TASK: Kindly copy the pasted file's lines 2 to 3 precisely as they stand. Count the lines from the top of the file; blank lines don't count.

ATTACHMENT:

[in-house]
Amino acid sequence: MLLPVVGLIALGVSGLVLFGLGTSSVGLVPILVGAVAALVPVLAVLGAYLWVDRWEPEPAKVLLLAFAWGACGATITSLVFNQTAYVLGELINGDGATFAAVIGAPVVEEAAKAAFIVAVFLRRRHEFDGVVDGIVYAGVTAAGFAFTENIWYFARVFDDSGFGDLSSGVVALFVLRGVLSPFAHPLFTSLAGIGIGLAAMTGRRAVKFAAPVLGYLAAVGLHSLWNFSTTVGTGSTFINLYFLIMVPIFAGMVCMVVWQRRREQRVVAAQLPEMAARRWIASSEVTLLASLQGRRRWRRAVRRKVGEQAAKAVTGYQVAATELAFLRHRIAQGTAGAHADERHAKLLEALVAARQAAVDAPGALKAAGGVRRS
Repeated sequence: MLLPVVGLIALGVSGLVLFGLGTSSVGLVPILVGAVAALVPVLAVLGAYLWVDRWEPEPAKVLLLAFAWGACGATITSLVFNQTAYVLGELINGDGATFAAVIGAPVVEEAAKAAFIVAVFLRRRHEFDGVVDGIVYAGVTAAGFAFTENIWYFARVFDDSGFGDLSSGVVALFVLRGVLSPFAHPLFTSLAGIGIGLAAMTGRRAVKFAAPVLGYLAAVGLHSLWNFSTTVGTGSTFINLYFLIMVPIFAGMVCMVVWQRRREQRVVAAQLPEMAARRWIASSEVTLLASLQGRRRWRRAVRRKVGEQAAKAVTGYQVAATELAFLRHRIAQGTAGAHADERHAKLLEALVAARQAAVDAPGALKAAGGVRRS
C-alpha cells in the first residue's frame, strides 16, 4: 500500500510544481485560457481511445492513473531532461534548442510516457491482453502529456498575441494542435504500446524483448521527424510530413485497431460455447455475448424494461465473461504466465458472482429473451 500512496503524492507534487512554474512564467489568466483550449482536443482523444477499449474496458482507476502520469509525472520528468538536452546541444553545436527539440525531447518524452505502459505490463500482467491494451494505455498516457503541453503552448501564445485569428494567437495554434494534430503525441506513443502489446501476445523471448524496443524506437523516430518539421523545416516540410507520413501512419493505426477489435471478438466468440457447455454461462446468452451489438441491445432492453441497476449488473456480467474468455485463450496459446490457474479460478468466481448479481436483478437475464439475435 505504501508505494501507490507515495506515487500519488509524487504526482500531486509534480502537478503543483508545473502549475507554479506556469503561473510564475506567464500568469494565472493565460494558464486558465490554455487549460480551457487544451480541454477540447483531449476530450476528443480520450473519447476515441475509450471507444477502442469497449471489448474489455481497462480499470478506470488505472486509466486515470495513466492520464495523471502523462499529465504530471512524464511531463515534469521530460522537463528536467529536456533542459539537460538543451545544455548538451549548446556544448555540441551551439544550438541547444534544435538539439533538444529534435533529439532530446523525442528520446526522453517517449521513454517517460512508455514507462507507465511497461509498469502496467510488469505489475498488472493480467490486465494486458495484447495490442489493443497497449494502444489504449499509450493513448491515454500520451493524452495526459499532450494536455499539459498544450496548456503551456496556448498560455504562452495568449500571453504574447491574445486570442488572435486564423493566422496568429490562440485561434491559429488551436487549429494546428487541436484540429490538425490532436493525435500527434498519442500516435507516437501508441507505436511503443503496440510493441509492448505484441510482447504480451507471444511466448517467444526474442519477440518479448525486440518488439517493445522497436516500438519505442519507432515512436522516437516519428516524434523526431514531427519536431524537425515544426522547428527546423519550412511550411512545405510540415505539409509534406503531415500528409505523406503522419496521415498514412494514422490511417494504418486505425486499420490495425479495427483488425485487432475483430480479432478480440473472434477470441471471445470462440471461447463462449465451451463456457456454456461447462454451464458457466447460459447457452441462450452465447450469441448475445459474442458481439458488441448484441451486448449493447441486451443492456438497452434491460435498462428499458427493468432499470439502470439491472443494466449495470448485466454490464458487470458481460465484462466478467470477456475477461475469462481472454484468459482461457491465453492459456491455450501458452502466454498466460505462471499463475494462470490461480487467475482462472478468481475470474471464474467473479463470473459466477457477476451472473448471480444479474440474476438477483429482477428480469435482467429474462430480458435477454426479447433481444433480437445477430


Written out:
Amino acid sequence: MLLPVVGLIALGVSGLVLFGLGTSSVGLVPILVGAVAALVPVLAVLGAYLWVDRWEPEPAKVLLLAFAWGACGATITSLVFNQTAYVLGELINGDGATFAAVIGAPVVEEAAKAAFIVAVFLRRRHEFDGVVDGIVYAGVTAAGFAFTENIWYFARVFDDSGFGDLSSGVVALFVLRGVLSPFAHPLFTSLAGIGIGLAAMTGRRAVKFAAPVLGYLAAVGLHSLWNFSTTVGTGSTFINLYFLIMVPIFAGMVCMVVWQRRREQRVVAAQLPEMAARRWIASSEVTLLASLQGRRRWRRAVRRKVGEQAAKAVTGYQVAATELAFLRHRIAQGTAGAHADERHAKLLEALVAARQAAVDAPGALKAAGGVRRS
Repeated sequence: MLLPVVGLIALGVSGLVLFGLGTSSVGLVPILVGAVAALVPVLAVLGAYLWVDRWEPEPAKVLLLAFAWGACGATITSLVFNQTAYVLGELINGDGATFAAVIGAPVVEEAAKAAFIVAVFLRRRHEFDGVVDGIVYAGVTAAGFAFTENIWYFARVFDDSGFGDLSSGVVALFVLRGVLSPFAHPLFTSLAGIGIGLAAMTGRRAVKFAAPVLGYLAAVGLHSLWNFSTTVGTGSTFINLYFLIMVPIFAGMVCMVVWQRRREQRVVAAQLPEMAARRWIASSEVTLLASLQGRRRWRRAVRRKVGEQAAKAVTGYQVAATELAFLRHRIAQGTAGAHADERHAKLLEALVAARQAAVDAPGALKAAGGVRRS